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Robotic strawberry pickers could be on the way

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October 20, 2011

Scientists at the UK's National Physical Laboratory have developed technology that can ide...

Scientists at the UK's National Physical Laboratory have developed technology that can identify ripe strawberries in the field, which could lead to robotic strawberry pickers

Now that we're moving towards automated orange-sorting and autonomous tractors, what might be the next step in replacing human agricultural workers with machines? Well, how about robotic strawberry pickers? That's what scientists from the UK's National Physical Laboratory (NPL) say could be on the way, thanks to a system that is able to identify ripe strawberries in the field.

Work first began on the system in 2009, at which time is was being developed for use with cauliflowers. Although it was reportedly successful, a drop-off in demand for the vegetables caused the project to stall. It has since been revived, for use with other crops. Strawberries are particularly well-suited to the technology, as their high water content and dry leaves make them easier for the system to image, and the time-consuming process of picking them by hand could be greatly reduced through automation.

The system is able to non-invasively "see" beneath the surface of strawberries using four parts of the electromagnetic spectrum, namely radio frequencies, microwaves, terahertz radiation and far-infrared light. Both the hardware and software involved are reportedly able to detect which berries are ripe enough for picking, and are able to do so for a relatively low cost.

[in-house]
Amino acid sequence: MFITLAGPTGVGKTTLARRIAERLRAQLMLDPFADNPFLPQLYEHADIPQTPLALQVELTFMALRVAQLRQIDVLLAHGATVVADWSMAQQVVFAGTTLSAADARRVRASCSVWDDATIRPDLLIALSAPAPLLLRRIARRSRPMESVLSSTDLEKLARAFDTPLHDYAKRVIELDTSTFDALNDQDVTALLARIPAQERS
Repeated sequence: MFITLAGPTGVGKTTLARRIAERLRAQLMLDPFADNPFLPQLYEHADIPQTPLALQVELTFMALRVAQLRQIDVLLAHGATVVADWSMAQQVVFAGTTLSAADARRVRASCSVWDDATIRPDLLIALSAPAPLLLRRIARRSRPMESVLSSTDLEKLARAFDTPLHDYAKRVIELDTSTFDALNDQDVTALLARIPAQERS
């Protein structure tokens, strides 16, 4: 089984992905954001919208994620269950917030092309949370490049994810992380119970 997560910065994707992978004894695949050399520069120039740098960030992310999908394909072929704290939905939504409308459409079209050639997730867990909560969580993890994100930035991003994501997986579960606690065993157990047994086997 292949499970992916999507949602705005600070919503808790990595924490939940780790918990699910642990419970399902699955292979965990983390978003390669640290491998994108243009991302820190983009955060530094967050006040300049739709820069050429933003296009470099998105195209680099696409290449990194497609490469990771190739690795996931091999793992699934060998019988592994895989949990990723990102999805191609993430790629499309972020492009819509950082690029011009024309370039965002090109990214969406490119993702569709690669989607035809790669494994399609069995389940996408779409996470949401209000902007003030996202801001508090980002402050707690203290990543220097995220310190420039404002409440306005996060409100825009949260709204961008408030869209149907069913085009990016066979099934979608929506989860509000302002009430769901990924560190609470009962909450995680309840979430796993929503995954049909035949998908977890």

Although robotic strawberry-picking machines would undoubtedly put some field workers out of a job, the NPL scientists say that they would also boost efficiency and reduce waste, as under-ripe berries wouldn't be picked and then discarded. The technology could possibly also be used for sorting municipal waste.

About the Author
Ben Coxworth An experienced freelance writer, videographer and television producer, Ben's interest in all forms of innovation is particularly fanatical when it comes to human-powered transportation, film-making gear, environmentally-friendly technologies and anything that's designed to go underwater. He lives in Edmonton, Alberta, where he spends a lot of time going over the handlebars of his mountain bike, hanging out in off-leash parks, and wishing the Pacific Ocean wasn't so far away.   All articles by Ben Coxworth
4 Comments

This could allow strawberries to be grown in places where people wouldn't be able to pick. They could grow in places where animals would not have easy access. This could increase production.

Carlos Grados
20th October, 2011 @ 04:08 pm PDT

Another case of technology making humans obsolete. Technology gives one man the ability of a thousand, and then it burdens the Earth with the thousand people it just made redundant.

Nelson
21st October, 2011 @ 11:11 am PDT

Great Nelson,

Lets all go back to making our own food, making our own tools, making our own houses.

You could lead the way! Get rid of your car and build your own from scratch!

You could make the frame from iron ore. Make the the tires yourself. Make the fuel yourself. Make the alternator; engine; fuel pump; fuel tank; suspension; seats; dashboard; fuel injection system; break system; and the other thousand associated parts!

Then you would have a job and you would not be a burden on the earth!

PrometheusGoneWild.com
23rd October, 2011 @ 07:48 am PDT

Dennis: the reductio ad absurdum can be done in the other way: lets give all the jobs to automated sistems, until there's no job for any human. I live in a third world country. I agree that technology cant be stopped, but why can't it take also the direction of a human-labor activity?

LuchinG
8th November, 2011 @ 11:48 am PST
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